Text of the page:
Le premier Comité de Salut public, dit parfois le “Comité Danton”, comme il a existé du 6 avril au 30 mai 1793. Figurés, par ordre alphabétique : Bertrand Barère (1755-1841), Pierre-Joseph Cambon (1756-1820), Georges-Jacques Danton (1759-an II (1794)), Jean-François Delacroix (1753-an II (1794)), Louis-Bernard Guyton-Morveau (Guyton de Morveau) (1737-1816), Jean-Baptiste-Robert Lindet (1746-1825), Jean-Baptiste Treilhard (1742-1810). Non figurés : Jean-Jacques Bréard (1751-1840) et Jean-François-Bertrand Delmas (1751-1798).



The swaddled babies orchid - Anguloa uniflora is a stunningly beautiful terrestrial orchid from the Colombian Andes. It was discovered during a ten year expedition (1777 to 1788) to Peru and Chile by botanists Hipólito Ruiz López and José Antonio Pavón Jiménez. However it wasn’t formally classified until 1798 when it was named in honor of Don Francisco de Angulo, Director-General of Mines, in Peru. (Source)

Men’s ring dating 1798-1800. High carat gold, seed pearls, and cobalt blue glass make up the ring. The micro carving depicts the Battle of St. Vincent in 1797. Sold by Rowan and Rowan. 

The vessels are set on a cobalt blue glass ground, in an octagonal glazed compartment, within a seed pearl surround. The frigates are inscribed in sepia ink with initials T and PG, for the Spanish ship Terrible and the British ship Prince George, engaged in the Battle of Cape Saint Vincent off the coast of Portugal in 1797, where the British emerged victorious. The carving is in the style of  Stephany and Dresch, ivory sculptors in miniature, active in Britain in the late 18th century.

Indian elephant armour, 17th century.

This fabulous 17th century armour is composed of 5,840 plates and weighs 118kg, some plates are missing and originally the total number would be 8,439 and weigh 159kg! The tusk swords that accompany this armour (not on display) weigh in at 10kg.

It is the only animal armour of this scale on public display and recently entered the Guinness Book of Records as the largest animal armour in the world.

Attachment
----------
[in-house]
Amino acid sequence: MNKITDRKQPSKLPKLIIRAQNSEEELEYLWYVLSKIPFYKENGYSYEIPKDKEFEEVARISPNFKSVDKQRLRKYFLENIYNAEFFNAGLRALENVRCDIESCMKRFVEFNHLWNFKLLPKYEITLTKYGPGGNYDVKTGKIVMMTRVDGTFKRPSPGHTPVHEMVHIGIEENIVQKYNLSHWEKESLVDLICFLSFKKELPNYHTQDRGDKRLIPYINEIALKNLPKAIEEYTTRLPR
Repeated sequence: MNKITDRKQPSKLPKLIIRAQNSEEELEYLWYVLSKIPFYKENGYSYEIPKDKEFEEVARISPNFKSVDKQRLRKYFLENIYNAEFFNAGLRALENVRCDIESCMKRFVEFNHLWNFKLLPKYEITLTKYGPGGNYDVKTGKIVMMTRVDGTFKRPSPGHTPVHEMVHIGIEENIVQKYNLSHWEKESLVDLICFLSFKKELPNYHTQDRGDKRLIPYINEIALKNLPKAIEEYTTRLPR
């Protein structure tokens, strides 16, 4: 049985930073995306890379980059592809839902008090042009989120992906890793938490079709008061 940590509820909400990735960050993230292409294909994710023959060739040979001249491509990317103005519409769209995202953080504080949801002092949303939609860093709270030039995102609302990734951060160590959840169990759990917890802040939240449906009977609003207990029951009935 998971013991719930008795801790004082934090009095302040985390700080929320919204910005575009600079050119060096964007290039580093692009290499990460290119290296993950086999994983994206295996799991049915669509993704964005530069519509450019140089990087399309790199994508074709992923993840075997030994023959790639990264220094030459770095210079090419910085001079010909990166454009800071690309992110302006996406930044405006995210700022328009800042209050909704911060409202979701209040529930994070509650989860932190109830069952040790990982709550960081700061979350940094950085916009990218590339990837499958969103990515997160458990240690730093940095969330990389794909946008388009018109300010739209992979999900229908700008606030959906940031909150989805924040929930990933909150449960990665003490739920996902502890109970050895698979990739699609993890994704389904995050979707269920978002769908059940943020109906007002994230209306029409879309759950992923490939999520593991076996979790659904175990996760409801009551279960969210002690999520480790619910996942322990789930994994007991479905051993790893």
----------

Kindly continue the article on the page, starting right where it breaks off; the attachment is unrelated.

Acquired in India by Lady Clive, wife of Edward, 2nd Lord Clive (Governor of Madras), between 1798 and 1800, and brought back to England in 1801; displayed in the Elephant Room at Powis Castle. Placed on loan to the Armouries in 1949 for conservation.

Presented to the nation in lieu of death duty by the Earl of Powis in 1962 and placed in the care of the Armouries.

Until the widespread introduction of firearms war elephants were a dominant force in Indian warfare. Many were provided with complete armours, yet this is the only near-complete surviving example in the world. Arms and armour from India form the largest part of the Royal Armouries Asian collection, and include the largest armour in the whole collection, the only elephant armour in captivity. Probably made in one of the arsenals of the Mughal Empire in northern India in the late 16th or early 17th century, in its present state, with two of its mail and plate panels missing, it weighs 142 kg. It is made of some 8450 iron plates joined by rows of riveted mail. The armour also has a pair of tusk swords, with heavy sockets to fit the elephant’s sworn-off tusks and fierce wavy blades with strong armour piercing points.